Red-faced Maryland Rail Commuter officials have issued a written apology to riders after admitting that trains broke down, arrived late or were canceled more often last month than at any time in recent history.
And those foul-ups, which included a lengthy delay after a Washington-bound express train ran out of diesel fuel in Bowie, have prompted MARC to offer travelers one-time $5 discounts on weekly and monthly tickets.
"The past few weeks have been one of the worst, if not the worst, performance periods for MARC service," State Railroad Administration officials wrote in a flier distributed to the line's 17,000 daily riders Tuesday evening.
Joseph Nessel, director of passenger services for the State Railroad Administration, blamed the foul-ups on efforts to work the bugs out of the month-old service to Perryville in Cecil County, track work near the Camden Yards stadium site, sheer bad luck and the fact that the track between Baltimore and Washington is approaching capacity.
Mr. Nessel said MARC's on-time service record, normally 92 percent, plunged to "the low 80s." Complaints shot up. "It was very embarrassing," he said.
Although the on-time record has bounced back to the low-90 percent level, he said, there are still problems with delays aboard the new Perryville line's MARC 509.
He said the MARC 509, a southbound morning express, must share track and platform space between Baltimore and Washington with another MARC local and Amtrak's southbound Night Owl. All three trains are scheduled to arrive in Washington's Union station about the same time.
Greg Koontz of Baltimore, who worked until recently for a Washington-based group arguing the side of property owners in environmental debates, said he took an 8:30 a.m. train from Penn Station last month that wound up "down the wrong track when we got to Washington. That delayed us by 15 minutes or so." He said he almost missed delivering materials to a Capitol Hill news conference.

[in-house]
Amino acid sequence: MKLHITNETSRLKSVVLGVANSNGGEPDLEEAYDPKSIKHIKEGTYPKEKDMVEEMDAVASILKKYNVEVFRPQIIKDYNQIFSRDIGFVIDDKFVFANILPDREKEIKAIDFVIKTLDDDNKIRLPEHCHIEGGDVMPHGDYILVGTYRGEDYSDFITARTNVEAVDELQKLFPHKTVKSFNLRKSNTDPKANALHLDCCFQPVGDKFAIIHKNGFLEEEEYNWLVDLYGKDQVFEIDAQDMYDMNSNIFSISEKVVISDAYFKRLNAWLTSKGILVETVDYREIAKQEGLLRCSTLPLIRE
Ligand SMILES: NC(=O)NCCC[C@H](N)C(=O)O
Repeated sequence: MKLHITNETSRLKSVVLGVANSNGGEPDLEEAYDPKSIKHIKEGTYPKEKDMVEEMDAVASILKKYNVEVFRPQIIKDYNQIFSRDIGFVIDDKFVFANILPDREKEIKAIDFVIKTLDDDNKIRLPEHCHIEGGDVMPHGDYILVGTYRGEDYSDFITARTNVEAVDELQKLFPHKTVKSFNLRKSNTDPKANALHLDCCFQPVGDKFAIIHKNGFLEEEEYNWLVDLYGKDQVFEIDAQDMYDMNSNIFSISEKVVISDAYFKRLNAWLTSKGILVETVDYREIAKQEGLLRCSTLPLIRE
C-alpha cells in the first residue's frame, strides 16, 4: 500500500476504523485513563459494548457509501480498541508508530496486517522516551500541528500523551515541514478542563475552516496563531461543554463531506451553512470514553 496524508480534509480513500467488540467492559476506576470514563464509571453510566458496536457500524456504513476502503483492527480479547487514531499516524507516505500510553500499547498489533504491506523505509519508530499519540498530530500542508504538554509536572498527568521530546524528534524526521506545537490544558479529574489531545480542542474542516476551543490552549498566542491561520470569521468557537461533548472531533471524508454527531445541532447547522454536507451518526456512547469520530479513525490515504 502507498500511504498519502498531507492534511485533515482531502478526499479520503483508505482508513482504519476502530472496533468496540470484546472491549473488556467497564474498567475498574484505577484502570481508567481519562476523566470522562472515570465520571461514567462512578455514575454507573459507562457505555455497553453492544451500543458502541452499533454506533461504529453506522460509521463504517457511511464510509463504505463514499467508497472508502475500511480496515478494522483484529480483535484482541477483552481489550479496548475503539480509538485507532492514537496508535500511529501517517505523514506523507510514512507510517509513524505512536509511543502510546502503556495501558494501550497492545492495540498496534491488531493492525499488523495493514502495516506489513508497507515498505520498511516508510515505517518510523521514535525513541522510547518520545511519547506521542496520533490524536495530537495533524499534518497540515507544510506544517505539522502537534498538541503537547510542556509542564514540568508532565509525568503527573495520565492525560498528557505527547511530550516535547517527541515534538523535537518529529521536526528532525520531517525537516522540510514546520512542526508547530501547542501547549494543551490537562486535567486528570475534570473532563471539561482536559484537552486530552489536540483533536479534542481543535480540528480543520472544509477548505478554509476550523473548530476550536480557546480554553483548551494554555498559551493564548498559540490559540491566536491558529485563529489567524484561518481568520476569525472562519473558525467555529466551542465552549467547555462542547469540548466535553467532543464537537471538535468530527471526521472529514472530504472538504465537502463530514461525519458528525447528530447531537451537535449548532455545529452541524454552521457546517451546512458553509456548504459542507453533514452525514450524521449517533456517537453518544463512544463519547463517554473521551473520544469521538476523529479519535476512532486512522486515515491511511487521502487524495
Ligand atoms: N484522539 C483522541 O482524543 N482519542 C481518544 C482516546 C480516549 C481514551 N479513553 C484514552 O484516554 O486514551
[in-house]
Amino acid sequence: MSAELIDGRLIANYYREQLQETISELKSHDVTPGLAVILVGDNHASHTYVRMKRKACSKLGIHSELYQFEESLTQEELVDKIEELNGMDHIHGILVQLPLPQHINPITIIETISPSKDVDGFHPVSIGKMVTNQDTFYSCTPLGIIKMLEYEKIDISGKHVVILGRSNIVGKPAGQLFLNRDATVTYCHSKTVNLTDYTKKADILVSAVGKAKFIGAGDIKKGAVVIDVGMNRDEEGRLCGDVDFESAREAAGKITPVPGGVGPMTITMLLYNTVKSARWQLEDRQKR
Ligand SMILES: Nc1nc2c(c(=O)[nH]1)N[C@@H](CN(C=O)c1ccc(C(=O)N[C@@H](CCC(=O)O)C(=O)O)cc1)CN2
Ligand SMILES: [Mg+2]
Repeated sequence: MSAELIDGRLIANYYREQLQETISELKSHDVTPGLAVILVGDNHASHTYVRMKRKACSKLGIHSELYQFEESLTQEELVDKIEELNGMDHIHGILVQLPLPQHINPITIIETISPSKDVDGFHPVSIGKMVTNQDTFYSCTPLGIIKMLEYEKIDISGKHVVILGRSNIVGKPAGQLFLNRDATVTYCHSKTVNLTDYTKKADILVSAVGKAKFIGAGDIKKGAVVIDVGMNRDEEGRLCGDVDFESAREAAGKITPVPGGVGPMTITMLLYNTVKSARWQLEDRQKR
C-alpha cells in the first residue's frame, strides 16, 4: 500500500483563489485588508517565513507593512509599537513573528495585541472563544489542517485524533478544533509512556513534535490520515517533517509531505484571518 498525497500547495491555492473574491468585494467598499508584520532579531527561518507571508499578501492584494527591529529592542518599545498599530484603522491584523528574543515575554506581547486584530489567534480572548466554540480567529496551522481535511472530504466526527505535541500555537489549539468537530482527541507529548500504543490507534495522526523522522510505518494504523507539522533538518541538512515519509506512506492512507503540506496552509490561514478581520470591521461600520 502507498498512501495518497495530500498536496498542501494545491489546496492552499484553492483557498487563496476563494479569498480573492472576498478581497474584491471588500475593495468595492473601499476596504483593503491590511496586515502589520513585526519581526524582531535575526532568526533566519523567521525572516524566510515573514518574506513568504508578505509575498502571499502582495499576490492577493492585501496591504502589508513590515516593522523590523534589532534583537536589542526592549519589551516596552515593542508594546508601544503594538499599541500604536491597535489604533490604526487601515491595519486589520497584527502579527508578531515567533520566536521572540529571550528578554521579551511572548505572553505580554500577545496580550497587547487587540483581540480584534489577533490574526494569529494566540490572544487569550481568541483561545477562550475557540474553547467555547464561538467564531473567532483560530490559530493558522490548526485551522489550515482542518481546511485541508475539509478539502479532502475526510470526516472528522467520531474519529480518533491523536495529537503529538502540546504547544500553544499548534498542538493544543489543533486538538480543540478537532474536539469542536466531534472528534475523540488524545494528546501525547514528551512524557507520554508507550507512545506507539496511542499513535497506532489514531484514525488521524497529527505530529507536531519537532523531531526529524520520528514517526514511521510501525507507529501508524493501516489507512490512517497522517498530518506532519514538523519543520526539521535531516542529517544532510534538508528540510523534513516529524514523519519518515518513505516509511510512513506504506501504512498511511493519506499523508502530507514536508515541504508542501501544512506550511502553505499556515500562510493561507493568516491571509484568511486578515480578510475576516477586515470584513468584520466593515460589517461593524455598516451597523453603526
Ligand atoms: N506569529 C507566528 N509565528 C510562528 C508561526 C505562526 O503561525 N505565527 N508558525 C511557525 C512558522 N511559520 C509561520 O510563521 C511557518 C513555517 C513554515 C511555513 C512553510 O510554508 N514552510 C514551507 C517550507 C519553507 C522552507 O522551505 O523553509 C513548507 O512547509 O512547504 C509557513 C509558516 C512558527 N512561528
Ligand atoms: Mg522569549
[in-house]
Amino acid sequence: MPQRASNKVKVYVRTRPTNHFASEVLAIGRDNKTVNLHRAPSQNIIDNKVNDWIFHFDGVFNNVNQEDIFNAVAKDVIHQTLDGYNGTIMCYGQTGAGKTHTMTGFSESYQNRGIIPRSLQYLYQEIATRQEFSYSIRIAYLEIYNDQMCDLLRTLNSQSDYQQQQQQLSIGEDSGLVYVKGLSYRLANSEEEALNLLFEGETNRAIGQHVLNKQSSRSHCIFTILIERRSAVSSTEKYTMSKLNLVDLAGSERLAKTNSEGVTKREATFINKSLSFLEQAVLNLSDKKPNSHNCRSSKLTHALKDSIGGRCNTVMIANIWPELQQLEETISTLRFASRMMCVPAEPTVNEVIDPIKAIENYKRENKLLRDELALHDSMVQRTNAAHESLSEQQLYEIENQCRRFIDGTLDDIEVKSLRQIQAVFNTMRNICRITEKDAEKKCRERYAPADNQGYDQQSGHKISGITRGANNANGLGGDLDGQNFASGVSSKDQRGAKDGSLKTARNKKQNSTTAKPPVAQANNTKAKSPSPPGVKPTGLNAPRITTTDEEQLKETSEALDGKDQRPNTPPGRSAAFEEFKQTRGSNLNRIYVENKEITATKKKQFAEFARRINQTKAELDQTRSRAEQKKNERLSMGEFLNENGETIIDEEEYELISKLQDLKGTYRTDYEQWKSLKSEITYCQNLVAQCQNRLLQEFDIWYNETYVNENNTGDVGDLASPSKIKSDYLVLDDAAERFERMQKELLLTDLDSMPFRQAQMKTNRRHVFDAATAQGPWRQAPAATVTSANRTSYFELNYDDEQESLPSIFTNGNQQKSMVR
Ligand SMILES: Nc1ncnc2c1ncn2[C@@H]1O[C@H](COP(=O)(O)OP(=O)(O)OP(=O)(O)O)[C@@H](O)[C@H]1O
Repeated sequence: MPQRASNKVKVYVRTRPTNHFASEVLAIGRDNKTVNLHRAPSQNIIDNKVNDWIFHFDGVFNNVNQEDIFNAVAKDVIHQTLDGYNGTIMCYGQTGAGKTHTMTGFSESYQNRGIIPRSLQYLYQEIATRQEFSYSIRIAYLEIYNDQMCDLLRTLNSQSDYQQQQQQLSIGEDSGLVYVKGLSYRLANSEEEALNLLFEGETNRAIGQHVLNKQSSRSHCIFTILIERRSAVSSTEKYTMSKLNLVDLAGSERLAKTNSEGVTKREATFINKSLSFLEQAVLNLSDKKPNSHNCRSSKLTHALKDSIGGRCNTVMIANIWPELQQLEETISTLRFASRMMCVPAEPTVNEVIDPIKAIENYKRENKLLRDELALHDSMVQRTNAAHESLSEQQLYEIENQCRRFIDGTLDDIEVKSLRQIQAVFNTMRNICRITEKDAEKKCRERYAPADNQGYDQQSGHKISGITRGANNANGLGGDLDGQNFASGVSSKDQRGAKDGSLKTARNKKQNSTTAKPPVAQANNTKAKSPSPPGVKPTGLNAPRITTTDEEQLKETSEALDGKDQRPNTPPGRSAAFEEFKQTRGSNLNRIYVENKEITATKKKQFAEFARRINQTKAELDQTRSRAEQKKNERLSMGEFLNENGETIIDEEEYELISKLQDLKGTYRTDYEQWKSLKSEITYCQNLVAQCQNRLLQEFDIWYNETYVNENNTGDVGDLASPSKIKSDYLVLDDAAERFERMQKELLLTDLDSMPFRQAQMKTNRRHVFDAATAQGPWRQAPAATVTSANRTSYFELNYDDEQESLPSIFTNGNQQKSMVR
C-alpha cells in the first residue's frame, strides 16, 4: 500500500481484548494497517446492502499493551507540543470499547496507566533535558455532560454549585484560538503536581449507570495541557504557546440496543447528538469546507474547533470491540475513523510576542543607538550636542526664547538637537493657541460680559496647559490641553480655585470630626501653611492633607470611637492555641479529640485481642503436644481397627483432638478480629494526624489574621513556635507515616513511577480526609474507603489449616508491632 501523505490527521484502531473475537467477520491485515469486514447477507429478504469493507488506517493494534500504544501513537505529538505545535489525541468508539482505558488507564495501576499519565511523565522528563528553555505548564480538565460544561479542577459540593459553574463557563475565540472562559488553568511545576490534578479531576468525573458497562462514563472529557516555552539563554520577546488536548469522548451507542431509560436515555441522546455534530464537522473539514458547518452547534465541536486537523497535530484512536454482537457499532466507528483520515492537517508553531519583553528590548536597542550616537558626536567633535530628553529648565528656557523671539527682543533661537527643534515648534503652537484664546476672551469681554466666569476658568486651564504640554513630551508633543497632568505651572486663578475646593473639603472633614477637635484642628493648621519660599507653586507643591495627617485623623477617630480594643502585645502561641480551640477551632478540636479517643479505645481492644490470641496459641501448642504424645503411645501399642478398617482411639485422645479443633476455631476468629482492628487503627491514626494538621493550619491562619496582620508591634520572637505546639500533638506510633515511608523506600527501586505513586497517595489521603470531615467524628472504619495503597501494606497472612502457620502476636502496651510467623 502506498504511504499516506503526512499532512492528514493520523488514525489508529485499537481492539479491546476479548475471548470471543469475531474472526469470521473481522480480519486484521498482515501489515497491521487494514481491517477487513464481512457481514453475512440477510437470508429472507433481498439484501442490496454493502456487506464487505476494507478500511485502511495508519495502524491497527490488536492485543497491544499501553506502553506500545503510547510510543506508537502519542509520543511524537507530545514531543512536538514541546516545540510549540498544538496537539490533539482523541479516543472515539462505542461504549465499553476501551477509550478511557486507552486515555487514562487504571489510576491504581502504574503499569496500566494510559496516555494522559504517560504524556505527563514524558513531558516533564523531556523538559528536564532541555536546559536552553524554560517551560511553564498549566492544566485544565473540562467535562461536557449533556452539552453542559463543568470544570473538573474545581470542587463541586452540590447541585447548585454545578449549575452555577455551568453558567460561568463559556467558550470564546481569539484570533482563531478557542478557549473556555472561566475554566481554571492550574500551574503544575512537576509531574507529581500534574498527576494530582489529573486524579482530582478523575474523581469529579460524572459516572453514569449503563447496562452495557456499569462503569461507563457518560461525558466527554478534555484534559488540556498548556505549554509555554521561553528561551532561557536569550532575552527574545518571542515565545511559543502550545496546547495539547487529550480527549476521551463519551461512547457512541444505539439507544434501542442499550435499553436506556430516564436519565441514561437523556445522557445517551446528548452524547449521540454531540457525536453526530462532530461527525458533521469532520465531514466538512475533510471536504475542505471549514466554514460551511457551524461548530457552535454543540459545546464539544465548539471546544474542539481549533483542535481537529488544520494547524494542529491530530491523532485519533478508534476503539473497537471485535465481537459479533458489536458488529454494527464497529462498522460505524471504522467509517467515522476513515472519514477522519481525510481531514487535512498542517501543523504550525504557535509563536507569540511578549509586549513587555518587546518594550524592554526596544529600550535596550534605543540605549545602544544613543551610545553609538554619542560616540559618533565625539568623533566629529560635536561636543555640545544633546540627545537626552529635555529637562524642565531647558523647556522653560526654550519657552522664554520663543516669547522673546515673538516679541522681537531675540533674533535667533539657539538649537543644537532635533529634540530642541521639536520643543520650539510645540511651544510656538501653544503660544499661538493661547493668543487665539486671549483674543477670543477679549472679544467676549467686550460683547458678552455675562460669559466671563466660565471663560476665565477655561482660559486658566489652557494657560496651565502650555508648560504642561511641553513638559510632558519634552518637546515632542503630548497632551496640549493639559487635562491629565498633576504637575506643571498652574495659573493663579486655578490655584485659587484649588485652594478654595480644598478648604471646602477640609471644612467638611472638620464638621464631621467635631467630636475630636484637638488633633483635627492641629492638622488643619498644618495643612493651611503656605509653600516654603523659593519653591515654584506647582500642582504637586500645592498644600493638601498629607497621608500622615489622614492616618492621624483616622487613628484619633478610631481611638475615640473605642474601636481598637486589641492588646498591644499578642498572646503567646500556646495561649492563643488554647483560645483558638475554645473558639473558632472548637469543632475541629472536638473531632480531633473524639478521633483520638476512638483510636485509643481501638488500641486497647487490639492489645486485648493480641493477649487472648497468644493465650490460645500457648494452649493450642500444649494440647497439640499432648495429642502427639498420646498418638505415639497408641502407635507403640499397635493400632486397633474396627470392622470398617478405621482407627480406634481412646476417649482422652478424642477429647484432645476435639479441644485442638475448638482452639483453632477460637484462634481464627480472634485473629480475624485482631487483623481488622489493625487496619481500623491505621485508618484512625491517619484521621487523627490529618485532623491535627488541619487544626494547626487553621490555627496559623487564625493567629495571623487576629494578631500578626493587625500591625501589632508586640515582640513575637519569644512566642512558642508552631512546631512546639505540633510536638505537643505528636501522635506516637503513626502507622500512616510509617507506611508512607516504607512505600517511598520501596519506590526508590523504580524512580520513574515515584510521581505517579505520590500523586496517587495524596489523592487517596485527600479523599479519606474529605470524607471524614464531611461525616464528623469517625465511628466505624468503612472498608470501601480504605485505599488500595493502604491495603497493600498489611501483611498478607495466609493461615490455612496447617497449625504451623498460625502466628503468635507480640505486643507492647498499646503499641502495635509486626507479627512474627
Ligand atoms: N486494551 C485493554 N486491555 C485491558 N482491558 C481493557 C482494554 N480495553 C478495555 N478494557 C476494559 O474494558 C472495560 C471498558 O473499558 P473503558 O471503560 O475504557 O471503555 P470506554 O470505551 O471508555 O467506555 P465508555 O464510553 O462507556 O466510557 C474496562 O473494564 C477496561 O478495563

"There was a period of about two weeks when service was very poor,"James Green, a professor of biology at Catholic University, said. "They had some bad luck. . . . But I don't consider that to be serious because they're trying to coordinate far more trains than they have in the past, and it's been much better in the last two weeks."
Mr. Green, who commutes to Washington from Hanover in Ann Arundel County, praised MARC for adding 24 new and rebuilt passenger coaches over the past severalmonths, relieving some its chronic overcrowding problems. MARC's daily passenger load has grown from about 6,500 in 1986 to 17,000.
Mr. Nessel said he expected the problems with MARC 509 to b cleared up by mid-July. It will take that long, he said, to decide what changes in the schedule will solve the problem, figure out a new schedule that will fit in with other train operations and print new schedules.
Track relocation near Camden Yards caused about eight days of delay last month, Mr. Nessel said, butis now complete. That work affected trains on both the Camden line and Western Maryland's Brunswick line because both lines share some engines and passenger coaches.
A Washington-bound diesel ran out of fuel May 6, he said, because maintenance workers miscalculated how much diesel would be required to shuttle an engine around the yard at Penn Station over one weekend. As a result of the incident, MARC has instituted a policy of refueling all Penn line diesels every two days instead of every three.
MARC's most chronic and potentially costly problem is a shortage of track space in the busy rail corridor between Baltimore and Washington, Mr. Nessel said.
"Track capacity is going to come to a point where you should not schedule additional trains on it," Mr. Nessel said. "The situation between Baltimore and Washington is rapidly approaching that."
Dr. Nessel said that while both Amtrak and MARC are studying the problem, there are no formal plans to expand the track.